We recruited men and postmenopausal women with a body-mass index (BMI, the weight in kilograms divided by the square of the height in meters) between 27 and 40 by means of newspaper advertisement. Smokers, persons with clinically significant illness, including diabetes, and those taking medications known to affect body weight were excluded. The study was approved by the Austin Health Human Research Ethics Committee, and all participants provided written informed consent.
Further research is required to assess the feasibility, desirability and cost-effectiveness of circumcision to reduce the acquisition of HIV. This paper endorses the need for such research and suggests that, in its absence, it is premature to promote circumcision as a reliable strategy for combating HIV. Since articles in leading medical journals as well as the popular press continue to do so, scientific researchers should think carefully about how their conclusions may be translated both to policy makers and to a more general audience. The importance of addressing ethico-legal concerns that such trials may raise is highlighted. The understandable haste to find a solution to the HIV pandemic means that the promise offered by preliminary and specific research studies may be overstated. This may mean that ethical concerns are marginalized. Such haste may also obscure the need to be attentive to local cultural sensitivities, which vary from one African region to another, in formulating policy concerning circumcision.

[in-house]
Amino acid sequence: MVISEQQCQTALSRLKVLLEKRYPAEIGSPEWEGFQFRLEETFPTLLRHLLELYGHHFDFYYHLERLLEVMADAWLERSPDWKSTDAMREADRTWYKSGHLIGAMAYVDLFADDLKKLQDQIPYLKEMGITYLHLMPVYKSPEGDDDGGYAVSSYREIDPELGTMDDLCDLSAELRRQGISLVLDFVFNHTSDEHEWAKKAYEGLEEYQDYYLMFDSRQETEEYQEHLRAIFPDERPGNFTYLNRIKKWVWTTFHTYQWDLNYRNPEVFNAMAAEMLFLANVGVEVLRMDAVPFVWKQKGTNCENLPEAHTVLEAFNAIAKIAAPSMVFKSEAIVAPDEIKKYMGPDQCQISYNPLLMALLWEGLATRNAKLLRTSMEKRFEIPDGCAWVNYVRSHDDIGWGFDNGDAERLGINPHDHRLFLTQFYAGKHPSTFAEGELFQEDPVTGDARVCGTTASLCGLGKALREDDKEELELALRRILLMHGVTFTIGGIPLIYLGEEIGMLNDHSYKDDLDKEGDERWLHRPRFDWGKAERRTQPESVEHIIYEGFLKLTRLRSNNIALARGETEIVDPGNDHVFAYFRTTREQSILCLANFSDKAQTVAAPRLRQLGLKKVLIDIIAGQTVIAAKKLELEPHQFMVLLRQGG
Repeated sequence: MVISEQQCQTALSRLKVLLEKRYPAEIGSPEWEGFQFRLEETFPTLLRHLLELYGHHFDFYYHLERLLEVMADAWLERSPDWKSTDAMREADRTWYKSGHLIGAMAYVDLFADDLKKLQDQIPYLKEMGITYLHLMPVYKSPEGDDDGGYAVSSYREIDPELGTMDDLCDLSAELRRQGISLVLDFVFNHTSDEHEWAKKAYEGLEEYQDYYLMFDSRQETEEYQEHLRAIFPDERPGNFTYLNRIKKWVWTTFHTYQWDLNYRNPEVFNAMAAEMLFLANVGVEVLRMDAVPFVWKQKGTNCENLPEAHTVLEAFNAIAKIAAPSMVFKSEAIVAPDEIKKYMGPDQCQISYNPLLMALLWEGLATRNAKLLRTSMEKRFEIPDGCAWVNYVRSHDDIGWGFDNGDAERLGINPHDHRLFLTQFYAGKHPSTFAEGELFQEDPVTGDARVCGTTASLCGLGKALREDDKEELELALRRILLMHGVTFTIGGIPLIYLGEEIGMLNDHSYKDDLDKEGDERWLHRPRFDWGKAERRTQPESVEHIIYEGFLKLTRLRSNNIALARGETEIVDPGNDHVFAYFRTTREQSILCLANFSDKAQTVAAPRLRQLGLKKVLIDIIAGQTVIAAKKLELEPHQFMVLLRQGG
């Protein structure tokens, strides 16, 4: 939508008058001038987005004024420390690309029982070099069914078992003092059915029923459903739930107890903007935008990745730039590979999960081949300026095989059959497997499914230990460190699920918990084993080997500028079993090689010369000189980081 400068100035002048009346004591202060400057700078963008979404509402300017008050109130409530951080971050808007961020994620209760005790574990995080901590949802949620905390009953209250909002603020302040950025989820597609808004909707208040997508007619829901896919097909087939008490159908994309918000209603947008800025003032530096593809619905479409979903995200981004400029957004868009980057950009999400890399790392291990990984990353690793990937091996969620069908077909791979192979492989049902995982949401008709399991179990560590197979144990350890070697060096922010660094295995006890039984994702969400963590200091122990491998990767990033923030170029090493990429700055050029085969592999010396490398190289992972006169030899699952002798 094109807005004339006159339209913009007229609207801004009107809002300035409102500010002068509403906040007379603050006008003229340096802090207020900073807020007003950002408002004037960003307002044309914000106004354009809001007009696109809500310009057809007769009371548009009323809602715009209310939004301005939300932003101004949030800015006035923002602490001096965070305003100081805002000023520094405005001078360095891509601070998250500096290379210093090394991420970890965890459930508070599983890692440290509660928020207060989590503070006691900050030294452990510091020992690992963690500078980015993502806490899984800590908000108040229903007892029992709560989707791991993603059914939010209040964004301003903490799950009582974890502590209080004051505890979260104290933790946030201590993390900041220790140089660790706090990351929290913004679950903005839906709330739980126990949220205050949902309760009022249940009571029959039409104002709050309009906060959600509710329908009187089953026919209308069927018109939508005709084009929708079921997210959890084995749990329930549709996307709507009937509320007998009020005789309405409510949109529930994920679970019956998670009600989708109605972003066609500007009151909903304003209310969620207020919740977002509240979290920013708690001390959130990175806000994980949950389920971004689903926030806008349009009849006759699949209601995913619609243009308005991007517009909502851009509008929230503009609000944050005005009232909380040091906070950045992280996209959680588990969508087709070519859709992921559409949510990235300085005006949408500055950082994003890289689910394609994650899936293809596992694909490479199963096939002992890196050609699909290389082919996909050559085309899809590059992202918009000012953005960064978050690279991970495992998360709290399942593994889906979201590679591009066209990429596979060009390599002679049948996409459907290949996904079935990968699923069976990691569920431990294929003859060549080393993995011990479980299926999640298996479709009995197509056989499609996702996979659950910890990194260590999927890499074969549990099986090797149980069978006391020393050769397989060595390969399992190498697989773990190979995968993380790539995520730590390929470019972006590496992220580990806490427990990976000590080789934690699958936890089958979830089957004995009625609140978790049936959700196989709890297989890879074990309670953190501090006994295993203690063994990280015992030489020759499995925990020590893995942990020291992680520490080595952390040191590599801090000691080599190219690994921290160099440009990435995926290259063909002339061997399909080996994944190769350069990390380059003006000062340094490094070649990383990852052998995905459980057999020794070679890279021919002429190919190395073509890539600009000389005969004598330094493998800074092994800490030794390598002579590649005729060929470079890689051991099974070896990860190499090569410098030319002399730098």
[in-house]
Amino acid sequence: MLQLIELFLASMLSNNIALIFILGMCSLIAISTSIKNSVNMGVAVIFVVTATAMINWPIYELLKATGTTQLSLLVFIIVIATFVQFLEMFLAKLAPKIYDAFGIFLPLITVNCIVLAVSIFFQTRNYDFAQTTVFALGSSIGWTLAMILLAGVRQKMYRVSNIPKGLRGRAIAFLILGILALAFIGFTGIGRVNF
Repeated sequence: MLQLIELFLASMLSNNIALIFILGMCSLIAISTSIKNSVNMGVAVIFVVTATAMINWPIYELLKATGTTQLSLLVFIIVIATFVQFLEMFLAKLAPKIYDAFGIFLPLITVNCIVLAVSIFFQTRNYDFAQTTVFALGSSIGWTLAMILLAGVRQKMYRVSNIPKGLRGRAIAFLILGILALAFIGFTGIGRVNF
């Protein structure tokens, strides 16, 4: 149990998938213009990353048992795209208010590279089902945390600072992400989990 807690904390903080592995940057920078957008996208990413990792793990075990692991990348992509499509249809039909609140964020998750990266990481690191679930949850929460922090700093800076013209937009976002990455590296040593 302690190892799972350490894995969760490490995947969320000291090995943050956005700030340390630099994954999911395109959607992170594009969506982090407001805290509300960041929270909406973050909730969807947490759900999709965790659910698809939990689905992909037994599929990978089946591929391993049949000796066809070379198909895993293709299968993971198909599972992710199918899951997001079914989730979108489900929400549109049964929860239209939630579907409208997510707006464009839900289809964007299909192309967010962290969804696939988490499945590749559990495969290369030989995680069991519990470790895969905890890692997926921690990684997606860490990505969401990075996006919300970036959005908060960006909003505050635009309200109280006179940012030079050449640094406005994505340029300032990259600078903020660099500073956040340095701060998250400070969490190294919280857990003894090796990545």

This Funding Opportunity Announcement (FOA) is designed to improve the quality and quantity of research related to emergency medical services for children (EMSC), with the goal of reducing morbidity and mortality in children through improved care delivery. This FOA invites the submission of innovative R21 applications dealing with exploratory and developmental aspects of research included under the term EMSC: prevention research to reduce the need for emergency care; clinical research to ensure that children receive high-quality and appropriate medical, nursing and mental health care in an emergency; health systems research, from pre-hospital care, to the emergency department, to in-patient care and return to the community; models to improve service and cost efficiency in pediatric emergency care; and methodological studies to improve the quality of research conducted.
If you have a research paper to write on medical sociology, you may not have a clue as to what issue to investigate, let alone know how to find a real winner of a topic! Well, hopefully I can be of some help.